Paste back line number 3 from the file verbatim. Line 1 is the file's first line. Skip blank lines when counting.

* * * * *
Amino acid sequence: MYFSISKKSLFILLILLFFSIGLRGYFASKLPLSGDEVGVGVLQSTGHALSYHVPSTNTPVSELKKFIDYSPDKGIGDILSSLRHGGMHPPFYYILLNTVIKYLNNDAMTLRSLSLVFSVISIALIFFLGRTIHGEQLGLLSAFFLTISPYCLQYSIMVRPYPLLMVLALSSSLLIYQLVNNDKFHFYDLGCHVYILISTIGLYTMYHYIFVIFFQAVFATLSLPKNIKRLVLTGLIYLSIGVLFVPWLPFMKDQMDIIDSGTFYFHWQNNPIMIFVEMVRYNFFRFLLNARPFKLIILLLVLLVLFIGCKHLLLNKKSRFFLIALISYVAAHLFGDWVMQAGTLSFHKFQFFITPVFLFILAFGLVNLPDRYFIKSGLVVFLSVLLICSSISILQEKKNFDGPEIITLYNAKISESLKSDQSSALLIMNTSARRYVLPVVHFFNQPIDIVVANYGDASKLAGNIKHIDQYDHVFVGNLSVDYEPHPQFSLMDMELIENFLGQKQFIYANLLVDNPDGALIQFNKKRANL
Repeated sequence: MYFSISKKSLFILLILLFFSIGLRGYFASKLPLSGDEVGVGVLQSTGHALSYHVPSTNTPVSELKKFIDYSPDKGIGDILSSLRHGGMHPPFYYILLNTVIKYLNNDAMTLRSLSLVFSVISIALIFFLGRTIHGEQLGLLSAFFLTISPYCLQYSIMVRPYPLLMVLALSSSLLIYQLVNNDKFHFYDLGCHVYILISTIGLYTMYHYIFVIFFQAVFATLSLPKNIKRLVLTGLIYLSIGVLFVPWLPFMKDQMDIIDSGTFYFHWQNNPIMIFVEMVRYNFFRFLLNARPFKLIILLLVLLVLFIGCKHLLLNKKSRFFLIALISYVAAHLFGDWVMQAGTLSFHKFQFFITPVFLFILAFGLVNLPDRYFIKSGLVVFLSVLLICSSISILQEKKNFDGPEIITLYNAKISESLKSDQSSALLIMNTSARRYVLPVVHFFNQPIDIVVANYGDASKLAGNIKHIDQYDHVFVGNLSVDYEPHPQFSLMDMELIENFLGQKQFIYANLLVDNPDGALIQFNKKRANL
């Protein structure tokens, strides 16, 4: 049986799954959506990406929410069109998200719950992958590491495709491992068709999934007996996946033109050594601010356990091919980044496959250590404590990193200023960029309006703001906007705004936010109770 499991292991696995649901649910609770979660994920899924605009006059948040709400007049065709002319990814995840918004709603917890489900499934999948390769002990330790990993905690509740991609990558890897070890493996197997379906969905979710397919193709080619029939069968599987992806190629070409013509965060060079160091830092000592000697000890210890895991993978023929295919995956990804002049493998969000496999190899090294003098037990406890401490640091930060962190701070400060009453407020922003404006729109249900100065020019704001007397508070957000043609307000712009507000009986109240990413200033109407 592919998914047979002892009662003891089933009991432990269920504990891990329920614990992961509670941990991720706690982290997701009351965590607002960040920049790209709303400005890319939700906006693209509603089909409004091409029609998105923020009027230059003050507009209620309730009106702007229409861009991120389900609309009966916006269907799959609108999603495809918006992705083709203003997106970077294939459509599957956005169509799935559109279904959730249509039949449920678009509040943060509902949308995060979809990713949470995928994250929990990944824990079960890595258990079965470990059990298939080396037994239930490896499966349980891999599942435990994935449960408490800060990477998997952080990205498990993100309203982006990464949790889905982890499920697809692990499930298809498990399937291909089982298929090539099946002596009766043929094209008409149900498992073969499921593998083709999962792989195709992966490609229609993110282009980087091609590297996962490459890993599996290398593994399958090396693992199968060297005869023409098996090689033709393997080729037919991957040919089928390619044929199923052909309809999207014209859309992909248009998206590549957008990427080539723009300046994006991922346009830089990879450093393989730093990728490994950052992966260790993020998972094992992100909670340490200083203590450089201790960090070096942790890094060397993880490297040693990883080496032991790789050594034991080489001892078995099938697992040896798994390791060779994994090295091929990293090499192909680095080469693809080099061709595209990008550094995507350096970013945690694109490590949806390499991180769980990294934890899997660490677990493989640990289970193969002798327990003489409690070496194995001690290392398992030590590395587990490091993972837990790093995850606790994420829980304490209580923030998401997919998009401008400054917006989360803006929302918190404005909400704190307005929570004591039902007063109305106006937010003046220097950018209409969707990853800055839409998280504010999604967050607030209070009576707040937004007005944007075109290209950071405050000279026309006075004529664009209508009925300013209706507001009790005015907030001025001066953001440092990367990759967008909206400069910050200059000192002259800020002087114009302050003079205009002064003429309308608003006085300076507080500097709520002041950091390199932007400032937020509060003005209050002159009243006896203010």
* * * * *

């Protein structure tokens, strides 16, 4: 049986799954959506990406929410069109998200719950992958590491495709491992068709999934007996996946033109050594601010356990091919980044496959250590404590990193200023960029309006703001906007705004936010109770 499991292991696995649901649910609770979660994920899924605009006059948040709400007049065709002319990814995840918004709603917890489900499934999948390769002990330790990993905690509740991609990558890897070890493996197997379906969905979710397919193709080619029939069968599987992806190629070409013509965060060079160091830092000592000697000890210890895991993978023929295919995956990804002049493998969000496999190899090294003098037990406890401490640091930060962190701070400060009453407020922003404006729109249900100065020019704001007397508070957000043609307000712009507000009986109240990413200033109407 592919998914047979002892009662003891089933009991432990269920504990891990329920614990992961509670941990991720706690982290997701009351965590607002960040920049790209709303400005890319939700906006693209509603089909409004091409029609998105923020009027230059003050507009209620309730009106702007229409861009991120389900609309009966916006269907799959609108999603495809918006992705083709203003997106970077294939459509599957956005169509799935559109279904959730249509039949449920678009509040943060509902949308995060979809990713949470995928994250929990990944824990079960890595258990079965470990059990298939080396037994239930490896499966349980891999599942435990994935449960408490800060990477998997952080990205498990993100309203982006990464949790889905982890499920697809692990499930298809498990399937291909089982298929090539099946002596009766043929094209008409149900498992073969499921593998083709999962792989195709992966490609229609993110282009980087091609590297996962490459890993599996290398593994399958090396693992199968060297005869023409098996090689033709393997080729037919991957040919089928390619044929199923052909309809999207014209859309992909248009998206590549957008990427080539723009300046994006991922346009830089990879450093393989730093990728490994950052992966260790993020998972094992992100909670340490200083203590450089201790960090070096942790890094060397993880490297040693990883080496032991790789050594034991080489001892078995099938697992040896798994390791060779994994090295091929990293090499192909680095080469693809080099061709595209990008550094995507350096970013945690694109490590949806390499991180769980990294934890899997660490677990493989640990289970193969002798327990003489409690070496194995001690290392398992030590590395587990490091993972837990790093995850606790994420829980304490209580923030998401997919998009401008400054917006989360803006929302918190404005909400704190307005929570004591039902007063109305106006937010003046220097950018209409969707990853800055839409998280504010999604967050607030209070009576707040937004007005944007075109290209950071405050000279026309006075004529664009209508009925300013209706507001009790005015907030001025001066953001440092990367990759967008909206400069910050200059000192002259800020002087114009302050003079205009002064003429309308608003006085300076507080500097709520002041950091390199932007400032937020509060003005209050002159009243006896203010």